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    Author(s): Dean E. PearsonYvette K. Ortega; Ozkan Eren; Jose L. Hierro
    Date: 2018
    Source: Trends in Ecology and Evolution. 33(5): 313-325.
    Publication Series: Scientific Journal (JRNL)
    Station: Rocky Mountain Research Station
    PDF: Download Publication  (1.0 MB)


    Biological invasions present a global problem underlain by an ecological paradox that thwarts explanation: how do some exotic species, evolutionarily naïve to their new environments, outperform locally adapted natives? We propose that community assembly theory provides a framework for addressing this question. Local community assembly rules can be defined by evaluating how native species’ traits interact with community filters to affect species abundance. Evaluation of exotic species against this benchmark indicates that exotics that follow assembly rules behave like natives, while those exhibiting novel interactions with community filters can greatly underperform or outperform natives. Additionally, advantages gained by exotics over natives following disturbance can be explained by accounting for extrinsic assembly processes that bias exotic traits toward ruderal strategies.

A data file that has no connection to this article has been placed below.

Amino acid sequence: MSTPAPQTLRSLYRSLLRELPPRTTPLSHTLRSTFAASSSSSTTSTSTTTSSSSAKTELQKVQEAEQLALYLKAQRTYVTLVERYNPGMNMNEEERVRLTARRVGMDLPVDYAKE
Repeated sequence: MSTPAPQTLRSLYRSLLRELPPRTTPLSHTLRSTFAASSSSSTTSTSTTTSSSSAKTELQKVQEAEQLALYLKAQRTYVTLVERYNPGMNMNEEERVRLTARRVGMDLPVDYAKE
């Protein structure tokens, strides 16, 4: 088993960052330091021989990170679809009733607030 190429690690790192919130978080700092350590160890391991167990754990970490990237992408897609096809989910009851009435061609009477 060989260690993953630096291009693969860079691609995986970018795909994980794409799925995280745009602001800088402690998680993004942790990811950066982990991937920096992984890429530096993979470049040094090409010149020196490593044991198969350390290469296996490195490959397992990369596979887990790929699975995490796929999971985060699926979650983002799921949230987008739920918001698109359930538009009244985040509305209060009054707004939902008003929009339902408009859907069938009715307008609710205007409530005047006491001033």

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    Pearson, Dean E.; Ortega, Yvette K.; Eren, Ozkan; Hierro, Jose L. 2018. Community assembly theory as a framework for biological invasions. Trends in Ecology and Evolution. 33(5): 313-325.


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    biological invasions, community assembly, invasibility, invasiveness, context dependence, provenance effects

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